If we are convinced that we have nothing to lose and everything to gain, it may seem absurd to be afraid to win. This fear is insidious and frequent. Many people have built their lives in the struggle to survive, by doing tasks, by solving difficulties, by fighting their illness, to the point that they have identified themselves with these actions. Imagine that they have health, money, love makes them nervous because they feel emptiness, they do not know who they are, they are lost, and they think they no longer exist. What can they do with happiness if they have no more suffering or problems to deal with?
As an exercise, imagine that you are given the opportunity to enjoy an extended stay in the country of your dreams. Or if you prefer, the best companion or companion corresponding to your ideal. Or, a significant sum of money. Then ask yourself. Would you be willing to leave your occupations, your habits? You feel that the example makes you drool with envy, or arouses pleasure. If at the same time, you think mounting some reluctance and concern, they are fears of the ego.
Are we ready to assume joy, health, friendly relations? Are we prepared to see ourselves beautiful, beautiful, and radiant? Some are very disturbed by this idea. This comes with the responsibility to live and take your place fully. Although this is done naturally, our personality is again confronted by old wounds, memories where being in light attracted jealousy or enmity, or even hatred.
Guilt to be happy can also be present because so many people are in trouble and pain. Am I allowed to go well while others suffer around me? Will I be frowned upon, ranked in the haves, rejected?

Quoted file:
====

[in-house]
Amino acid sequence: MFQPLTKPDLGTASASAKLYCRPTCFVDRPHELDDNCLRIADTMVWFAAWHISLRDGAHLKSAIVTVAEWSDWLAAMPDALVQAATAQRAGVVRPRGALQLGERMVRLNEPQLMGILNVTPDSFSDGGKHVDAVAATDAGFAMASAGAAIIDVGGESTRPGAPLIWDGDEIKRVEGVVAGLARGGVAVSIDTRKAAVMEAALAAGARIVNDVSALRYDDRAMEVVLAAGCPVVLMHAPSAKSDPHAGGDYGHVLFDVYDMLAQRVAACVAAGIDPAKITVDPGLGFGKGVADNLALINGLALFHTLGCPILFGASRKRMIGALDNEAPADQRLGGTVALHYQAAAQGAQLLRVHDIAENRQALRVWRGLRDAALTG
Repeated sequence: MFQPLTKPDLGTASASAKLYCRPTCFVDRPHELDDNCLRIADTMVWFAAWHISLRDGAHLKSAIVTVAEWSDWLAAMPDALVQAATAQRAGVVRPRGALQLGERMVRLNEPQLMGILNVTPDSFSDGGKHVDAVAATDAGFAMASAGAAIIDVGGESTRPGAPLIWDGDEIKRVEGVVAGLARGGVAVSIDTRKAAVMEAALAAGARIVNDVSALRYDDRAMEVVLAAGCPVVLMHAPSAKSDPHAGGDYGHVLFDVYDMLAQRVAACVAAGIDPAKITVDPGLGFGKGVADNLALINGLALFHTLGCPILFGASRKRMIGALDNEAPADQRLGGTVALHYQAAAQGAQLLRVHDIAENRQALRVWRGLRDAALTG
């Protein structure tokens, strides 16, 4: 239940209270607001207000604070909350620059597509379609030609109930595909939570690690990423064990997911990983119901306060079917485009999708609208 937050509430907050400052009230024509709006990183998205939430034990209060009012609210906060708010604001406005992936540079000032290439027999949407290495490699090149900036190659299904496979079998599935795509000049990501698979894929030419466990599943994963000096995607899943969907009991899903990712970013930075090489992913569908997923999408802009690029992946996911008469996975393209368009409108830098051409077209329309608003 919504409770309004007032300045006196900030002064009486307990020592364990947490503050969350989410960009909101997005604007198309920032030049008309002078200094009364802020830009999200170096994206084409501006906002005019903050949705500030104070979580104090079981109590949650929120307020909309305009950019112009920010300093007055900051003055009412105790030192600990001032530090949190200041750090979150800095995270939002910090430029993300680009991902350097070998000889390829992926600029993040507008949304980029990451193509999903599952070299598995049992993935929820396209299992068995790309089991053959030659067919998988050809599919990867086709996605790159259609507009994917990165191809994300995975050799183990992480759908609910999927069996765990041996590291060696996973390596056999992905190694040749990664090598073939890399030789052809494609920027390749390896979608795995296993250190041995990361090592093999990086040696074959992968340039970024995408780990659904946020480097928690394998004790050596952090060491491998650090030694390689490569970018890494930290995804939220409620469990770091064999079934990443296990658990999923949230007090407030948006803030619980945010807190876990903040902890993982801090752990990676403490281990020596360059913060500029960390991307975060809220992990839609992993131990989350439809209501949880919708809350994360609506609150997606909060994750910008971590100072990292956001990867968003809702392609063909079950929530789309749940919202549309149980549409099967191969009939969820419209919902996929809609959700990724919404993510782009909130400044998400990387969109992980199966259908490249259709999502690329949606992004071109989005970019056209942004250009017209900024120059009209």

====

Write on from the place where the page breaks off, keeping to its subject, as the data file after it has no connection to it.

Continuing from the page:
The fear of the Unknown
The concern of change stems from the fact that we do not know where the present is leading us. We are advancing into the unknown, and this stranger is worrying us. We do not trust the signposts and the inner driver.
How can the unknown scare us? We do not feel safe. What am I training for? What fate does it hold for me? It is the fear of losing one’s integrity, fear of no longer existing as a healthy and whole being. The unknown seems dangerous and threatening to us.
In contrast, we have learned to situate ourselves as a personality with our social roles. We have built our lives, sometimes hard, by making benchmarks (profession, family, relationships, etc.) that allow us to feel safe, at least until these landmarks fall apart. Also, we are afraid of losing them. We are so scared to see all our efforts dashed. We cling to what we have because it is what we know. Letting go is to agree to detach ourselves from these landmarks, it is to separate the boat from the shore. But where will he lead us? Making go confronts us with our attachment to our possessions.